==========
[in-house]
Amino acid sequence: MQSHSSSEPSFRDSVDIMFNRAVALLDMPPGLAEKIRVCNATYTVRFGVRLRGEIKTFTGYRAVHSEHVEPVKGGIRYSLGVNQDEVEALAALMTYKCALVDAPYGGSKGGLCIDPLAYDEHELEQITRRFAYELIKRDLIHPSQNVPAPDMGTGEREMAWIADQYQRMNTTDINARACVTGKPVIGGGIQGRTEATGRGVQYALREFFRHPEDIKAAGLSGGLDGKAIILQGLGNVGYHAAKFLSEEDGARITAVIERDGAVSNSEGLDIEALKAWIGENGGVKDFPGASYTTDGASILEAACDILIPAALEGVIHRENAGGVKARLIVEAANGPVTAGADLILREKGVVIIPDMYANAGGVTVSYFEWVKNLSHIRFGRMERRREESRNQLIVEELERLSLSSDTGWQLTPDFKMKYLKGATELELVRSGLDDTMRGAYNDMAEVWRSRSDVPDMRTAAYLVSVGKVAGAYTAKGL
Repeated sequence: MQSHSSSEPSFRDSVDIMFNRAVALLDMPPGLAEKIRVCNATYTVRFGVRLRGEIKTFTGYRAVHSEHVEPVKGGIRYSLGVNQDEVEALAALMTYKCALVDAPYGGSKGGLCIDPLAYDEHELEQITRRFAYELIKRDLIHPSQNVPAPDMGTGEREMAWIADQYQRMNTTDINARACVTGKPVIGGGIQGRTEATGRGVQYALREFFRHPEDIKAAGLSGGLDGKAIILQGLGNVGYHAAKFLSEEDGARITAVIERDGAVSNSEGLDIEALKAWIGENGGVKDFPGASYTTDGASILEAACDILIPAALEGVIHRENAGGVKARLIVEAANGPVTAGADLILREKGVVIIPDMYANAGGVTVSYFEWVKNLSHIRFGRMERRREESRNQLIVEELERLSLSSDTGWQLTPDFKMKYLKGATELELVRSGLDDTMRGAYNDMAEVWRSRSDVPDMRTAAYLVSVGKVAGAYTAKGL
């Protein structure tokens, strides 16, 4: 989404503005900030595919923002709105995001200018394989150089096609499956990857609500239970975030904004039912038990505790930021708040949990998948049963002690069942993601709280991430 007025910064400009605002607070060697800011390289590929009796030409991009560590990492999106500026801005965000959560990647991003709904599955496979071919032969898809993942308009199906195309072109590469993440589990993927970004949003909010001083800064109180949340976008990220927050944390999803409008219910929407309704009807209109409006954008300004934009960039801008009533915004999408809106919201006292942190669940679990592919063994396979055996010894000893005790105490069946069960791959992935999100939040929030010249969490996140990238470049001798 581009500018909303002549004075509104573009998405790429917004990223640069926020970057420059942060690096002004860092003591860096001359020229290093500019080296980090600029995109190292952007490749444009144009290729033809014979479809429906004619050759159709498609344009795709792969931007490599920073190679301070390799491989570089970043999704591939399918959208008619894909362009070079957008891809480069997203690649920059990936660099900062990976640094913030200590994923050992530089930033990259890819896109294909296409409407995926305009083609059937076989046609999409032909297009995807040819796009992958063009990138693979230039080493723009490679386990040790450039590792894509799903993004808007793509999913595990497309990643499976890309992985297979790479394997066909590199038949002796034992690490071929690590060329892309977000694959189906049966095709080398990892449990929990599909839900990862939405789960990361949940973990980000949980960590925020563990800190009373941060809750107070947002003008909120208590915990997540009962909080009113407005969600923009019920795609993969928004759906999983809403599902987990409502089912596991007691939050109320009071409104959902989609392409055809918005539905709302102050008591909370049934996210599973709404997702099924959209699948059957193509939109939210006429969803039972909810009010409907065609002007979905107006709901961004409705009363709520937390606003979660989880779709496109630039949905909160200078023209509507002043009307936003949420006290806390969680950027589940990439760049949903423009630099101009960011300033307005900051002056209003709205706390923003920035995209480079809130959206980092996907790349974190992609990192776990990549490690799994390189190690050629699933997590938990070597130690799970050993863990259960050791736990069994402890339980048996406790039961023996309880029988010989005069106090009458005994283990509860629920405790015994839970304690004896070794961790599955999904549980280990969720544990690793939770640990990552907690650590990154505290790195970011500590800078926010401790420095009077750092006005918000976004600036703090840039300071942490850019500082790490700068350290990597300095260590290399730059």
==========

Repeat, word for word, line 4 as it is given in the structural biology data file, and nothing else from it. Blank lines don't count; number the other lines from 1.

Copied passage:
């Protein structure tokens, strides 16, 4: 989404503005900030595919923002709105995001200018394989150089096609499956990857609500239970975030904004039912038990505790930021708040949990998948049963002690069942993601709280991430 007025910064400009605002607070060697800011390289590929009796030409991009560590990492999106500026801005965000959560990647991003709904599955496979071919032969898809993942308009199906195309072109590469993440589990993927970004949003909010001083800064109180949340976008990220927050944390999803409008219910929407309704009807209109409006954008300004934009960039801008009533915004999408809106919201006292942190669940679990592919063994396979055996010894000893005790105490069946069960791959992935999100939040929030010249969490996140990238470049001798 581009500018909303002549004075509104573009998405790429917004990223640069926020970057420059942060690096002004860092003591860096001359020229290093500019080296980090600029995109190292952007490749444009144009290729033809014979479809429906004619050759159709498609344009795709792969931007490599920073190679301070390799491989570089970043999704591939399918959208008619894909362009070079957008891809480069997203690649920059990936660099900062990976640094913030200590994923050992530089930033990259890819896109294909296409409407995926305009083609059937076989046609999409032909297009995807040819796009992958063009990138693979230039080493723009490679386990040790450039590792894509799903993004808007793509999913595990497309990643499976890309992985297979790479394997066909590199038949002796034992690490071929690590060329892309977000694959189906049966095709080398990892449990929990599909839900990862939405789960990361949940973990980000949980960590925020563990800190009373941060809750107070947002003008909120208590915990997540009962909080009113407005969600923009019920795609993969928004759906999983809403599902987990409502089912596991007691939050109320009071409104959902989609392409055809918005539905709302102050008591909370049934996210599973709404997702099924959209699948059957193509939109939210006429969803039972909810009010409907065609002007979905107006709901961004409705009363709520937390606003979660989880779709496109630039949905909160200078023209509507002043009307936003949420006290806390969680950027589940990439760049949903423009630099101009960011300033307005900051002056209003709205706390923003920035995209480079809130959206980092996907790349974190992609990192776990990549490690799994390189190690050629699933997590938990070597130690799970050993863990259960050791736990069994402890339980048996406790039961023996309880029988010989005069106090009458005994283990509860629920405790015994839970304690004896070794961790599955999904549980280990969720544990690793939770640990990552907690650590990154505290790195970011500590800078926010401790420095009077750092006005918000976004600036703090840039300071942490850019500082790490700068350290990597300095260590290399730059």